Back in December, Casey Wooten of the IRS' Office of Professional Responsibility noted in a press release that Sen. Michael Bennet
(D-CO) and Rep. Ed Perlmutter
(D-CO) asked the IRS to waive fees for marijuana businesses paying withholdings in cash
. On Monday, Feb. 16, the IRS responded with what amounts to a big, greasy middle finger.
Here's the back story: Allgreens
, a medical dispensary in Denver, lost its bank account in 2012. The IRS has since been fining them for paying their withholdings in cash. Last year, Allgreens filed a petition to get the fines waived.
Here's what the IRS told them: If a company “cannot secure a bank account due to current banking laws, (it) is not considered reasonable cause to abate the penalty,” according to a Denver Post article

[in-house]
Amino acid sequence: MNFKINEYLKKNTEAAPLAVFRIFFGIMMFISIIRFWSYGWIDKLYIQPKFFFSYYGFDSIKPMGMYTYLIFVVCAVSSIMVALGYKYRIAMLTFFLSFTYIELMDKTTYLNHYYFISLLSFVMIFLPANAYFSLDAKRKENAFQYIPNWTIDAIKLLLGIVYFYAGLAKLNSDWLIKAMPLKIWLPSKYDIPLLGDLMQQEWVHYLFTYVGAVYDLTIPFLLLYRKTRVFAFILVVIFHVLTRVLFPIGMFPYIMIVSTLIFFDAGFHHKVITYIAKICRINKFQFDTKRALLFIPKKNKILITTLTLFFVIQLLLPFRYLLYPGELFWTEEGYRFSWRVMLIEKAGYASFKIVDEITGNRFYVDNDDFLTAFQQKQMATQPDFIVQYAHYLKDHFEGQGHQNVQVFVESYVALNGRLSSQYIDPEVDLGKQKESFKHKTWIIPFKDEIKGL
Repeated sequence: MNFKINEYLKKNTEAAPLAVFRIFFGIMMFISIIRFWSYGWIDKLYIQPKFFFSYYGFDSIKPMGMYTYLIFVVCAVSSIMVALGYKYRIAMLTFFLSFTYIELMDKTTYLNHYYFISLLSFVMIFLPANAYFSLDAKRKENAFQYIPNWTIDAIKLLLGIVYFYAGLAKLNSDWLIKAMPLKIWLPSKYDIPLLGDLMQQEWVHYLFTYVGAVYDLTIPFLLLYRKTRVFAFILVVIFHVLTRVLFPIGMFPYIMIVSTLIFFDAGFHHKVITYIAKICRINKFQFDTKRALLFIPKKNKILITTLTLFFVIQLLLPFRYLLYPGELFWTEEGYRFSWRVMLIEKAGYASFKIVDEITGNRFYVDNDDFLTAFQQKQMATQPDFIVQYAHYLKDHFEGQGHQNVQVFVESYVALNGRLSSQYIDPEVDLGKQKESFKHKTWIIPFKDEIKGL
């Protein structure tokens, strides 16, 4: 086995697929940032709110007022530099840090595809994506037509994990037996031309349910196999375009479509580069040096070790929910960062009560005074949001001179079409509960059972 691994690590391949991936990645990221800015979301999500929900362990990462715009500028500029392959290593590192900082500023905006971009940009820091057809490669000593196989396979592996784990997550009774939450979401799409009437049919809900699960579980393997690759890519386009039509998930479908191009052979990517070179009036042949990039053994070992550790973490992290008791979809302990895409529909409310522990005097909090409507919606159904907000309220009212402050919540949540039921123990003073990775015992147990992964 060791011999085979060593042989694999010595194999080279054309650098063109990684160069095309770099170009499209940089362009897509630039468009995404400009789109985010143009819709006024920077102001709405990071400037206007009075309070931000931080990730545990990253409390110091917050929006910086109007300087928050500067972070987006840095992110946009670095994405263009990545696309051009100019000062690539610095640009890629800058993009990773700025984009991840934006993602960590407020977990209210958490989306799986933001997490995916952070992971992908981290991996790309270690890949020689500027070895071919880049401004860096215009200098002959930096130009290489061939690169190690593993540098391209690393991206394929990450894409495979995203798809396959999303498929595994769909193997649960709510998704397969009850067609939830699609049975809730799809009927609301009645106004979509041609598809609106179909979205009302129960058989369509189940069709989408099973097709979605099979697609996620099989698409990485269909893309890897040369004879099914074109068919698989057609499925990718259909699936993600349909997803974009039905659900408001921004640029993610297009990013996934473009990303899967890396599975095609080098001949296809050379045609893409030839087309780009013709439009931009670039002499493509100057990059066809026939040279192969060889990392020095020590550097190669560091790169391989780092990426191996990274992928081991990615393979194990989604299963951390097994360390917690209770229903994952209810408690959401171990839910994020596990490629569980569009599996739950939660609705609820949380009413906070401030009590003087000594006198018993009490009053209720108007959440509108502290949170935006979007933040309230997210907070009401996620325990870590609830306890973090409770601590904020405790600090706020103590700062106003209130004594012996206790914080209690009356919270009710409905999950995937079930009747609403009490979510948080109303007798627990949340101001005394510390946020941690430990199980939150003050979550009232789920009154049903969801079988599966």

. That said, the IRS has previously provided Allgreens an alternative — essentially, find someone else to take the money and pay on Allgreens' behalf. Allgreens' attorney advised them against said alternative, calling it "a potentially unlawful activity" and "the very definition of money laundering," according to the Post.
owner Julie Sveinsson
didn't know about the decision when the Independent
called for her thoughts. She hires a payroll company to take care of her payroll taxes.
"All of my taxes are already taken out of my employees' paychecks," she says. "Everything gets pulled out."
When asked for the name of her payroll company, she refused, saying, "Oh, hell no ... They could lose their banking if they have too many marijuana stores."